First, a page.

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Nat Chem. 2013 Aug;5(8):692-7. doi: 10.1038/nchem.1706. Epub 2013 Jun 30.

A dendritic single-molecule fluorescent probe that is monovalent, photostable and minimally blinking.

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Department of Chemistry, University of Illinois at Urbana-Champaign, Urbana, Illinois 61801, USA.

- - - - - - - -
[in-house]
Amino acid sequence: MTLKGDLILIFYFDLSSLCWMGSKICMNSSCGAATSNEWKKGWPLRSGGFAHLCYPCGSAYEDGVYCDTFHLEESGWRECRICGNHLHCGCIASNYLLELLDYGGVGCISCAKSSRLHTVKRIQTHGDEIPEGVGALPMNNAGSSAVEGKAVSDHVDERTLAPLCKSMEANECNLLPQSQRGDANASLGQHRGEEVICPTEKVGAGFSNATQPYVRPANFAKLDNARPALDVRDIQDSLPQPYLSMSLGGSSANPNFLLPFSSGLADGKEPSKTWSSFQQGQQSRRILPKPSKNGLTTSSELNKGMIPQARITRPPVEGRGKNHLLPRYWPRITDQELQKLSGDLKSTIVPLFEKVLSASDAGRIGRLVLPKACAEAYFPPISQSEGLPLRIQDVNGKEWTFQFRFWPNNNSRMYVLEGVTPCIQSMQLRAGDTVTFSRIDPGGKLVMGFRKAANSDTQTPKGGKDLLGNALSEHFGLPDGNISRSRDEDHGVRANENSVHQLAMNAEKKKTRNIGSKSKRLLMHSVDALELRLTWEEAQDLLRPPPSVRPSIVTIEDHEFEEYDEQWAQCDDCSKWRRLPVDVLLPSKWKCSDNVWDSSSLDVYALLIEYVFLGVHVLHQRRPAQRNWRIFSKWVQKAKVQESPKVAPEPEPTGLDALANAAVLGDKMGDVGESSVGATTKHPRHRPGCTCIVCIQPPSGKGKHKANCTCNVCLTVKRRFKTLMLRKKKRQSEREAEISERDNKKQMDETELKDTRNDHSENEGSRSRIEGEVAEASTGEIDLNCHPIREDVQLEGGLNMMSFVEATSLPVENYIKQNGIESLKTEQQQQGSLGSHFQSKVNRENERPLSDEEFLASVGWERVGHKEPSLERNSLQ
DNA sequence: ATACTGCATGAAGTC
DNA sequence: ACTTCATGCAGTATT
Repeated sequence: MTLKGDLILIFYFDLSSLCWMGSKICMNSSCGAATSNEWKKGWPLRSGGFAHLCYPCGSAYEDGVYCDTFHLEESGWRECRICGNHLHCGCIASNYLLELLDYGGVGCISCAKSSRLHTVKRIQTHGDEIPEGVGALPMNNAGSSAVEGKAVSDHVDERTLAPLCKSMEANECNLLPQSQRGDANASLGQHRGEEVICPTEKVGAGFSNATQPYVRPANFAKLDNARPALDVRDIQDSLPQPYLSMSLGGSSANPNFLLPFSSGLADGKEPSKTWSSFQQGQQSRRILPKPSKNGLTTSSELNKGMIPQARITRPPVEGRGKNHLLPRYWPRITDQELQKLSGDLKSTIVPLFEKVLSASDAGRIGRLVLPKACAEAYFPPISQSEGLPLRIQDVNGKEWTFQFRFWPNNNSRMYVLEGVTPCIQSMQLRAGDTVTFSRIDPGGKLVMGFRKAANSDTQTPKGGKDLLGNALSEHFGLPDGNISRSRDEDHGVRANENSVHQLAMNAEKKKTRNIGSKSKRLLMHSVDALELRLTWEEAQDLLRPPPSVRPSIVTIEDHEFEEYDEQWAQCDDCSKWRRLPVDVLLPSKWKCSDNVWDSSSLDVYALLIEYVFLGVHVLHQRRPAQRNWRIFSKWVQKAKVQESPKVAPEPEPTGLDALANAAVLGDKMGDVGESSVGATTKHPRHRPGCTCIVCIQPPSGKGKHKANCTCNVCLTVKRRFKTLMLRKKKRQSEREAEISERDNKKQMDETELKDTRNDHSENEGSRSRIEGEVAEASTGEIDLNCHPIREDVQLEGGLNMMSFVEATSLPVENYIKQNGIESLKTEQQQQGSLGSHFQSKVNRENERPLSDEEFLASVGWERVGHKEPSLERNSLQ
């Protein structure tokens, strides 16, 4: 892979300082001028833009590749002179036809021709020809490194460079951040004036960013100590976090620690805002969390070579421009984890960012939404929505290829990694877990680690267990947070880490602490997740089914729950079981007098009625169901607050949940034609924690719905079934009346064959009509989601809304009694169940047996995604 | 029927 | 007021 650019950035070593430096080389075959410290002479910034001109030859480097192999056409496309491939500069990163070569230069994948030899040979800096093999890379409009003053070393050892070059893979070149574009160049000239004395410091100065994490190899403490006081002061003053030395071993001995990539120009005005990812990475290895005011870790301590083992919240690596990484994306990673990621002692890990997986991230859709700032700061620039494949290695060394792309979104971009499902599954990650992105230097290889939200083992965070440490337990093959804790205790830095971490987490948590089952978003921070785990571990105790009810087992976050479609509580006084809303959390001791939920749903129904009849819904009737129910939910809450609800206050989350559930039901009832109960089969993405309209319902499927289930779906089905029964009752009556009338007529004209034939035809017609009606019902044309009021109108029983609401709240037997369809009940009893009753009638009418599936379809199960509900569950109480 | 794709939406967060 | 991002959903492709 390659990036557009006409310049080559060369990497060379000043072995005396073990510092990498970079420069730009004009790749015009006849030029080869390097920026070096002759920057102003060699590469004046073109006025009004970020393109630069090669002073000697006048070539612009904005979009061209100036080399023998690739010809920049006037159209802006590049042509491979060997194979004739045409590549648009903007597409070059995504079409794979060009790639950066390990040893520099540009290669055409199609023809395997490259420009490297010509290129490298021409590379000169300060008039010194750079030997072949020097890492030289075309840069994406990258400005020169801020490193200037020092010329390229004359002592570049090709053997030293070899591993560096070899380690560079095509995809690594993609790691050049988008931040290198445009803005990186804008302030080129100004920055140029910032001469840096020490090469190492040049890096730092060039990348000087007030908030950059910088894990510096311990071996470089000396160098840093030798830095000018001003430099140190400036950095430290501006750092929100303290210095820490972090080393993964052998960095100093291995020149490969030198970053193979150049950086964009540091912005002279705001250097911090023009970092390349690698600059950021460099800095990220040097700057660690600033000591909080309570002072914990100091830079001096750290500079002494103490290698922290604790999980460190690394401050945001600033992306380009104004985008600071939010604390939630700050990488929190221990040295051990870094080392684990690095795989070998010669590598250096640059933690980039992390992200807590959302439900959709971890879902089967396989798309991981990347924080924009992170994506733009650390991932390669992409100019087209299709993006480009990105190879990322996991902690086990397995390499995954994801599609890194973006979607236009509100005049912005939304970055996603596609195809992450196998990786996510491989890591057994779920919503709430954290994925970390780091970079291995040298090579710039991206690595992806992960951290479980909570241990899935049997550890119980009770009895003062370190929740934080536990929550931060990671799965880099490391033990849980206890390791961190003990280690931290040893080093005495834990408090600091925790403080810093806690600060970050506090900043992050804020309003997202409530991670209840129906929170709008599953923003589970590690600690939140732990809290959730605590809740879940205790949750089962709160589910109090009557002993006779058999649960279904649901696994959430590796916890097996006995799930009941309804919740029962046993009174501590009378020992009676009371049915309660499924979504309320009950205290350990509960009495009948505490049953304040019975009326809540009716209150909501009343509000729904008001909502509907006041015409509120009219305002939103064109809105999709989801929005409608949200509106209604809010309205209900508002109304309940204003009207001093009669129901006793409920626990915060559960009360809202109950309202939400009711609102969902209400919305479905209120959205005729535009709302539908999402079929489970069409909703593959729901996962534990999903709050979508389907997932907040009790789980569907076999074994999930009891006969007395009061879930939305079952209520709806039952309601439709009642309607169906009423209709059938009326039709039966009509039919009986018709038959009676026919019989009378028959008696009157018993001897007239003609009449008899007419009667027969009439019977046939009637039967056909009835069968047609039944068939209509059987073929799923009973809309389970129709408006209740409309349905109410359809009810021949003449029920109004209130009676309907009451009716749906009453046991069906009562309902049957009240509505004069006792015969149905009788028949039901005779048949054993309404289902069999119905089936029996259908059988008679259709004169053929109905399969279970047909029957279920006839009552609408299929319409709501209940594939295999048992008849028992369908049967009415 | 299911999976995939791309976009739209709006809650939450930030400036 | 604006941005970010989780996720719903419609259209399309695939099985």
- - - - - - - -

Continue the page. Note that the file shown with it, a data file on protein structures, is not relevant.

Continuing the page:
Single-molecule fluorescence techniques have emerged as a powerful approach to understanding complex biological systems. However, a challenge researchers still face is the limited photostability of nearly all organic fluorophores, including the cyanine and Alexa dyes. We report a new, monovalent probe that emits in the far-red region of the visible spectrum with properties desirable for single-molecule optical imaging. This probe is based on a ring-fused boron-dipyrromethene (BODIPY) core that is conjugated to a polyglycerol dendrimer (PGD). The dendrimer makes the hydrophobic fluorophore water-soluble. This probe exhibits excellent brightness, with an emission maximum of 705 nm. We have observed strikingly long and stable emission from individual PGD-BODIPY probes, even in the absence of anti-fading agents such as Trolox, a combined oxidizing-reducing agent often used in single-molecule studies for improving the photostability of common imaging probes. These interesting properties greatly simplify use of the fluorophore.

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